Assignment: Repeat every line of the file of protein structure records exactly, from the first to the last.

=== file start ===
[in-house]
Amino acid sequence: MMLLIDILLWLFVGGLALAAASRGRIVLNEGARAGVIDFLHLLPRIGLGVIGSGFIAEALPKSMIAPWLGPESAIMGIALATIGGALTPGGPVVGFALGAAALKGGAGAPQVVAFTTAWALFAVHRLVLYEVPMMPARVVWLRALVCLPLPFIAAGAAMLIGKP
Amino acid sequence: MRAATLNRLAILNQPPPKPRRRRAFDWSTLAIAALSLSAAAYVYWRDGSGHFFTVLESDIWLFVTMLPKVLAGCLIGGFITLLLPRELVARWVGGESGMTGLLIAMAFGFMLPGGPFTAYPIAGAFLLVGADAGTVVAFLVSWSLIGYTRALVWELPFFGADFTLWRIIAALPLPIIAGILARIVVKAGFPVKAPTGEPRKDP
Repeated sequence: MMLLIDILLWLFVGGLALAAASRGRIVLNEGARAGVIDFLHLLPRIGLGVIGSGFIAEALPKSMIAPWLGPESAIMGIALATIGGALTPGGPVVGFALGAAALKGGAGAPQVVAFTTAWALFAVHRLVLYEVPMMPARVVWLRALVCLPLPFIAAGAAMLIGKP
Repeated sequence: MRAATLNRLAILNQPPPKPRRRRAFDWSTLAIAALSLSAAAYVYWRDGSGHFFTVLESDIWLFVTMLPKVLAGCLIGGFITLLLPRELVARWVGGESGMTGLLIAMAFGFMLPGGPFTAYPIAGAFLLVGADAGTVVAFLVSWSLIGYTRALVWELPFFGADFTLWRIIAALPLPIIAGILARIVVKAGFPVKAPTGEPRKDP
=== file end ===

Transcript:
[in-house]
Amino acid sequence: MMLLIDILLWLFVGGLALAAASRGRIVLNEGARAGVIDFLHLLPRIGLGVIGSGFIAEALPKSMIAPWLGPESAIMGIALATIGGALTPGGPVVGFALGAAALKGGAGAPQVVAFTTAWALFAVHRLVLYEVPMMPARVVWLRALVCLPLPFIAAGAAMLIGKP
Amino acid sequence: MRAATLNRLAILNQPPPKPRRRRAFDWSTLAIAALSLSAAAYVYWRDGSGHFFTVLESDIWLFVTMLPKVLAGCLIGGFITLLLPRELVARWVGGESGMTGLLIAMAFGFMLPGGPFTAYPIAGAFLLVGADAGTVVAFLVSWSLIGYTRALVWELPFFGADFTLWRIIAALPLPIIAGILARIVVKAGFPVKAPTGEPRKDP
Repeated sequence: MMLLIDILLWLFVGGLALAAASRGRIVLNEGARAGVIDFLHLLPRIGLGVIGSGFIAEALPKSMIAPWLGPESAIMGIALATIGGALTPGGPVVGFALGAAALKGGAGAPQVVAFTTAWALFAVHRLVLYEVPMMPARVVWLRALVCLPLPFIAAGAAMLIGKP
Repeated sequence: MRAATLNRLAILNQPPPKPRRRRAFDWSTLAIAALSLSAAAYVYWRDGSGHFFTVLESDIWLFVTMLPKVLAGCLIGGFITLLLPRELVARWVGGESGMTGLLIAMAFGFMLPGGPFTAYPIAGAFLLVGADAGTVVAFLVSWSLIGYTRALVWELPFFGADFTLWRIIAALPLPIIAGILARIVVKAGFPVKAPTGEPRKDP